Investigators say Pearl Harbor Shipyard Shooting Isolated, not Motivated by Terrorism
Special Agent in Charge for the NCIS Hawai‘i Field Office Norm Dominesey on Friday said that there is no sustained threat to the public at the Pearl Harbor Naval Shipyard following a deadly shooting there earlier this week.
But neither he, nor the rest of the investigators who spoke Friday, said much else, leaving several unanswered questions two days after the fatal incident that claimed two lives and left a third person hospitalized.
“There is no known motive at this time,” Dominesey told reporters, adding no evidence has been collected suggesting further threat to the shipyard and no evidence indicates the killing spree was an act of domestic terrorism.
Sam Miranda, Special Agent in Charge for the FBI in Hawai‘i, echoed Dominesey, saying it did not appear the act was motivated by any particular ideology and referring to the incident as “isolated.”
Rear Admiral Robert Chadwick said the Navy has offered counseling services to all those impacted by the shooting and that its focus “remains on providing that needed support.”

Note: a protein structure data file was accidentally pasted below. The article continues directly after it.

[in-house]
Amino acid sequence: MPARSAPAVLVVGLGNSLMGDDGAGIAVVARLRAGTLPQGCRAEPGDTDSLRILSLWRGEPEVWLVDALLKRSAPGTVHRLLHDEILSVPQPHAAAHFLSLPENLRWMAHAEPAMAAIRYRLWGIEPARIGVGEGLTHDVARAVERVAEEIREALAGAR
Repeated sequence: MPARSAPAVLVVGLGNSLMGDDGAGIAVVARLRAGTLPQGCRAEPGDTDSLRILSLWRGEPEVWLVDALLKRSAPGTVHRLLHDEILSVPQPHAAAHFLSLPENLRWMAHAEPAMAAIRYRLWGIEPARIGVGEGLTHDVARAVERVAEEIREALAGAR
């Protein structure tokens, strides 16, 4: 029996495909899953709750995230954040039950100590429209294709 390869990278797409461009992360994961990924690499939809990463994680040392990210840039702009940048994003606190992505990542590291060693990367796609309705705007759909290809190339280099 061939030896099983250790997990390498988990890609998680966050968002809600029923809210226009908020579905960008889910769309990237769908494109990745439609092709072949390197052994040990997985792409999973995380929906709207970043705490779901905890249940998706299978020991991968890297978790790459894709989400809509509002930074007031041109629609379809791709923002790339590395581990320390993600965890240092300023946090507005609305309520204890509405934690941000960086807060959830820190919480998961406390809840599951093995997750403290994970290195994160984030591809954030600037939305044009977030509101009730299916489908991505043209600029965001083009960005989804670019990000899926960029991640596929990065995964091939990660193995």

He then fielded two questions, one regarding whether additional security protocol has been initiated to ensure public safety, to which he responded by referencing the “vigilance” of security measures already in place.
Dominesey said that thousands of people were in the industrial area of the shipyard at the time of the shooting, roughly 2:15 p.m. The gunman murdered two people and injured a third before killing himself by way of a self-inflicted gunshot wound to the head. The ordeal, start to finish, transpired over only 23 seconds.
Following Chadwick’s final remarks, all officials exited the room, including United States Attorney for the District of Hawai‘i Kenji Price and Honolulu Police Chief Susan Ballard.
Their departure was met by disapproval from media members who questioned Navy public affairs officials as to why investigative brass wouldn’t answer any more questions — specifically as to why 22-year-old shooter and active-duty sailor Gabriel Romero, who had a history of disciplinary problems, was allowed to carry weapons and if there may be other service members suffering from similar problems.
Romero was acting as an armed guard while the USS Columbia, the submarine on which he served, was docked at the shipyard for maintenance. Romero took the lives of Vincent Kapoi, Jr., 30, and Roldan Agustin, 49, both civilian employees with the Department of Defense, and injured a third man using his M4 service rifle. Romero then used his M9 service pistol to commit suicide.
According to a report by Hawai‘i News Now, Romero had been suffering from discipline problems and was taking anger management classes.
A report by the Associated Press cited a US military official who said Romero had taken issue with commanders and was involved in counseling sessions.